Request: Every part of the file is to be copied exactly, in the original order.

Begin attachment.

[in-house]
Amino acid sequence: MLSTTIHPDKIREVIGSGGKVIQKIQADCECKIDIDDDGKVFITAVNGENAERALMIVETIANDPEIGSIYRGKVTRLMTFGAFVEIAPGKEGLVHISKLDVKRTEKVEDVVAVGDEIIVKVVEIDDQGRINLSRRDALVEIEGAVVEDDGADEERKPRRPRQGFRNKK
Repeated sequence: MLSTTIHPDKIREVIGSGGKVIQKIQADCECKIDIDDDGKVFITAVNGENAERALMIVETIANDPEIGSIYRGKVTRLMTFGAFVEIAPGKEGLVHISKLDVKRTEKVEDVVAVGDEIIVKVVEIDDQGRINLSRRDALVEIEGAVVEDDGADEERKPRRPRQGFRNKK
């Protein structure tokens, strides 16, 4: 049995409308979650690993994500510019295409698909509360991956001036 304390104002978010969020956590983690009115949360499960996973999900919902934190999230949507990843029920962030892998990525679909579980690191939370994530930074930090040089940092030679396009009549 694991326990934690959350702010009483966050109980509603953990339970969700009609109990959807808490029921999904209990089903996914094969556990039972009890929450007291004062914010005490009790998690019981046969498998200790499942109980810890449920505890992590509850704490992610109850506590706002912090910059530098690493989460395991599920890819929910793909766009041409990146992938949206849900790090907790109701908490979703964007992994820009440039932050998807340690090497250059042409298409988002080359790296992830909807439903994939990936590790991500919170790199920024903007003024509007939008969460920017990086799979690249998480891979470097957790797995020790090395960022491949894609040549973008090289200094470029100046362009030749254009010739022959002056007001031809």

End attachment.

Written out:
[in-house]
Amino acid sequence: MLSTTIHPDKIREVIGSGGKVIQKIQADCECKIDIDDDGKVFITAVNGENAERALMIVETIANDPEIGSIYRGKVTRLMTFGAFVEIAPGKEGLVHISKLDVKRTEKVEDVVAVGDEIIVKVVEIDDQGRINLSRRDALVEIEGAVVEDDGADEERKPRRPRQGFRNKK
Repeated sequence: MLSTTIHPDKIREVIGSGGKVIQKIQADCECKIDIDDDGKVFITAVNGENAERALMIVETIANDPEIGSIYRGKVTRLMTFGAFVEIAPGKEGLVHISKLDVKRTEKVEDVVAVGDEIIVKVVEIDDQGRINLSRRDALVEIEGAVVEDDGADEERKPRRPRQGFRNKK
């Protein structure tokens, strides 16, 4: 049995409308979650690993994500510019295409698909509360991956001036 304390104002978010969020956590983690009115949360499960996973999900919902934190999230949507990843029920962030892998990525679909579980690191939370994530930074930090040089940092030679396009009549 694991326990934690959350702010009483966050109980509603953990339970969700009609109990959807808490029921999904209990089903996914094969556990039972009890929450007291004062914010005490009790998690019981046969498998200790499942109980810890449920505890992590509850704490992610109850506590706002912090910059530098690493989460395991599920890819929910793909766009041409990146992938949206849900790090907790109701908490979703964007992994820009440039932050998807340690090497250059042409298409988002080359790296992830909807439903994939990936590790991500919170790199920024903007003024509007939008969460920017990086799979690249998480891979470097957790797995020790090395960022491949894609040549973008090289200094470029100046362009030749254009010739022959002056007001031809």